Grabbed a few images from the CIPS Analog Guidance showing the the closest matches to past setups, and based on what the models are showing now, the majority of severe will be over LA/MS/AL. We are still pretty far out for specifics, so a couple more days are needed to really hone in on the details about what "might" happen where. 

% of the top 15 analogs that had >1 tornado report within 110 km of any point. 



% of the top 15 analogs that had >1 severe weather report within 110 km of any point. 



Before Sunday gets here, we have rain returning to the forecast starting later this evening. 


SHORT TERM /Today through Friday/...
A fairly quiet night across the CWA will lead into a mostly dry and
breezy day today. In the south and east, increasing low level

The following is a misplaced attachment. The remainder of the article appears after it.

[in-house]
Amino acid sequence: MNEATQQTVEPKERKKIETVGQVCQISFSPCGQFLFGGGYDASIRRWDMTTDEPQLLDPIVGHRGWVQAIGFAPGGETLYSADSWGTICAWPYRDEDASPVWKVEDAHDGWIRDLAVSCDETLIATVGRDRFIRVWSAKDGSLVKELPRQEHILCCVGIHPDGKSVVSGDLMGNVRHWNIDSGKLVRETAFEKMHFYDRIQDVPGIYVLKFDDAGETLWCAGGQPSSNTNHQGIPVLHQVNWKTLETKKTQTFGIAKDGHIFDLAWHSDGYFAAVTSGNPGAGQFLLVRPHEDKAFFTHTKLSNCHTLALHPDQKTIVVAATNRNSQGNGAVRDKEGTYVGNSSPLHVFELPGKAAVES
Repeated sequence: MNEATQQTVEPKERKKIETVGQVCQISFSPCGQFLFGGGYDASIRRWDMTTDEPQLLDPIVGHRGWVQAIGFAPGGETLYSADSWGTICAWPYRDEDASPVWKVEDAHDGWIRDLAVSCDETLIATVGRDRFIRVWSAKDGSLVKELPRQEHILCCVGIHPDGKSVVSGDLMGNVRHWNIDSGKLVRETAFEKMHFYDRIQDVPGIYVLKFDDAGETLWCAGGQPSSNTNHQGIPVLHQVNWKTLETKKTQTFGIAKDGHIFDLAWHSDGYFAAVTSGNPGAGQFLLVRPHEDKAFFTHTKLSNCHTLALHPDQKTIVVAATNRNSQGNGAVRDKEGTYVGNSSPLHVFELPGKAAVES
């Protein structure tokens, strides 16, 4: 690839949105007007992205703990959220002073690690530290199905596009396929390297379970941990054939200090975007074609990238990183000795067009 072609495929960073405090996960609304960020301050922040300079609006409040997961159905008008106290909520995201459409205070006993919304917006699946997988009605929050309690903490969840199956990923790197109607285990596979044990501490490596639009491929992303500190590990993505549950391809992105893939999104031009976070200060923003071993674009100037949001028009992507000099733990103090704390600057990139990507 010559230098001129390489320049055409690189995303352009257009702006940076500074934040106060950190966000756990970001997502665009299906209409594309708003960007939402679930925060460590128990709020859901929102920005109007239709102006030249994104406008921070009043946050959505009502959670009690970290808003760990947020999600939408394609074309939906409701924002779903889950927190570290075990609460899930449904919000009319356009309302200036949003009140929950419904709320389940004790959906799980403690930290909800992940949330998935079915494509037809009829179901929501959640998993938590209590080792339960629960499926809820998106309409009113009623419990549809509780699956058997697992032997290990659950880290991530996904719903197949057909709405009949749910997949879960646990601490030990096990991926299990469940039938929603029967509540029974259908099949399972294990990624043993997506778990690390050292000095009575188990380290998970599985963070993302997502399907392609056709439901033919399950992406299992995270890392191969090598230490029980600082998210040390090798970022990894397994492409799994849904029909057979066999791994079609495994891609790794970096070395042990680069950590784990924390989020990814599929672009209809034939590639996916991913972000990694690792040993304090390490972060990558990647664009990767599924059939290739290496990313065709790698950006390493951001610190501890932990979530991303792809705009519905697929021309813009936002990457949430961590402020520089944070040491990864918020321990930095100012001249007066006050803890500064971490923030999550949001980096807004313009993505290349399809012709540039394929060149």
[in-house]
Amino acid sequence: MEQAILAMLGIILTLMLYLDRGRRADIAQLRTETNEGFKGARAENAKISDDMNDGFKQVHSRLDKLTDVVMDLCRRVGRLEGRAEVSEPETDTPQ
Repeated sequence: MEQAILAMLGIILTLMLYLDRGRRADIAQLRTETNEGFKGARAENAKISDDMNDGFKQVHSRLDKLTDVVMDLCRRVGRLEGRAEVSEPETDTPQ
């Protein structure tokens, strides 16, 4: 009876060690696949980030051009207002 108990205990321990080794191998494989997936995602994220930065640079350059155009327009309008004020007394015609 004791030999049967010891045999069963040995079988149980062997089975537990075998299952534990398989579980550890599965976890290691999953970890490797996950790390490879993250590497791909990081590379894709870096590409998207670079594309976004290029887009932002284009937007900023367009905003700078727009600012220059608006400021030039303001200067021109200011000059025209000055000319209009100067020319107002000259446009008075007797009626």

moisture has led to the formation of patchy dense fog that is
expected to clear by late morning. As high pressure continues to nose
down the Appalachians, a weak wedge will form over portions of
northeast Georgia. In addition, strong southeasterly winds are
expected today with sustained winds in the 10-20 mph range with
gusts in the 20-30 mph range. While winds are expected to die down
slightly overnight across much of the area, strong winds will
continue across the higher elevations through the early morning
hours of Friday. Overall, the highest winds are expected across
northern Georgia. As of the current forecast, winds are just under
wind advisory criteria, although some isolated spots in the higher